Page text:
NBC Cable has spent the past few months studying HDTV and talking about it with MSOs, according to Zaslav, who sees high-definition as a good platform for Bravo.
"It's a technology that all of the distributors are embracing, and even though there are very few people right now that have HD, the demographic group that has embraced it, and is likely to embrace it over time, is a great fit for NBC," Zaslav said.
Just last week, the National Cable & Telecommunications Association reported that cable operators are making HDTV programming available to one-third of all U.S. TV households in 90 markets. In 62 of the top 100 markets, at least one cable operator is providing HDTV, according to the NCTA.
The NCTA's HDTV update was immediately criticized by the National Association of Broadcasters. The NAB complained that in most of the 90 markets cited by the NCTA, cable systems were only carrying cable-network HDTV services. The NAB asserted that broadcast HDTV was only being offered by cable systems in just over 30 of those DMAs.
Back in May, the 10 biggest MSOs promised by Jan. 1 to "offer to carry" — not actually launch — up to five cable and broadcast HDTV services on high-capacity systems, in markets where they have at least 25,000 subscribers. That commitment was made to Federal Communications Commission chairman Michael Powell.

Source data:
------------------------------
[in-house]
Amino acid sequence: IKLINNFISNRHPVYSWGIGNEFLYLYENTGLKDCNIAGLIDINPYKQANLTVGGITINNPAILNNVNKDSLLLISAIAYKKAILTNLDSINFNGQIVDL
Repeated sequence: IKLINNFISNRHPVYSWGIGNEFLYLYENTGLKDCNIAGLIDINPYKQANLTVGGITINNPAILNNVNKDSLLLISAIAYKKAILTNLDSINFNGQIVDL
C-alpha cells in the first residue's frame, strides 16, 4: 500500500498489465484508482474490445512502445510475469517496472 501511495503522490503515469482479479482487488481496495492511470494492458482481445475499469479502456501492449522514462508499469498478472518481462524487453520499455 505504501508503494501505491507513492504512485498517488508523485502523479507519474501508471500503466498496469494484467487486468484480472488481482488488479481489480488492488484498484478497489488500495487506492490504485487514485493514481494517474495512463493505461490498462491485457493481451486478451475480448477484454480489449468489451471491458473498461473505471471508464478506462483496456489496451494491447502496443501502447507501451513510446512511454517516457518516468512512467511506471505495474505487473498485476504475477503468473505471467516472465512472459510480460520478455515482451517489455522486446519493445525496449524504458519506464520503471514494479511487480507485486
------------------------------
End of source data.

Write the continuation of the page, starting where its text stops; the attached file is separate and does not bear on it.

Ready for op talks
Zaslav said Bravo HD will have a substantial amount of programming in HD "out of the box," and that will ramp up over time. There will be also special programming — "different, unique, compelling content" — on Bravo HD's lineup.
"We're looking at that now," Zaslav said. "Some of it could be things that were on NBC, some of it could be things that are just on Bravo HD and are not either [Bravo or NBC]."
NBC has a lot of HD programming that would land on Bravo HD.
"We're building a nice library of content at NBC," Zaslav said. "And there will be opportunities over the next few years for us to do things together, between NBC and Bravo HD as well."
As to Bravo HD's potential rate card, NBC Cable is ready to sit down with cable operators and develop a viable business model for the fledgling business.
"There are some distributors that want to charge a lot for HD and offer it in a package," Zaslav said. "There are a number we've spoken to who say, 'We'll offer everybody [HD networks] a la carte at a higher rate.' There are some that say they want to do it for free."
Zazlav said he views the marketing of HD as an "open field" now.
"Nobody is right and nobody is wrong," he said. "Clearly, we prefer an economic model that gets us to breakeven sooner. I think the likely model is that there will be a group of HD services offered in a package for $10 to $12, and that the programmers will split the revenue with the operators. That's probably the model that works best for us and the operators."
But Zaslav added that he's not opposed to operators offering Bravo HD "independently," or a la carte, for "a higher price," because those with HD TV sets today are "pretty willing to spend almost anything to get as much HD" content as possible.
Ted Hearn contributed to this story.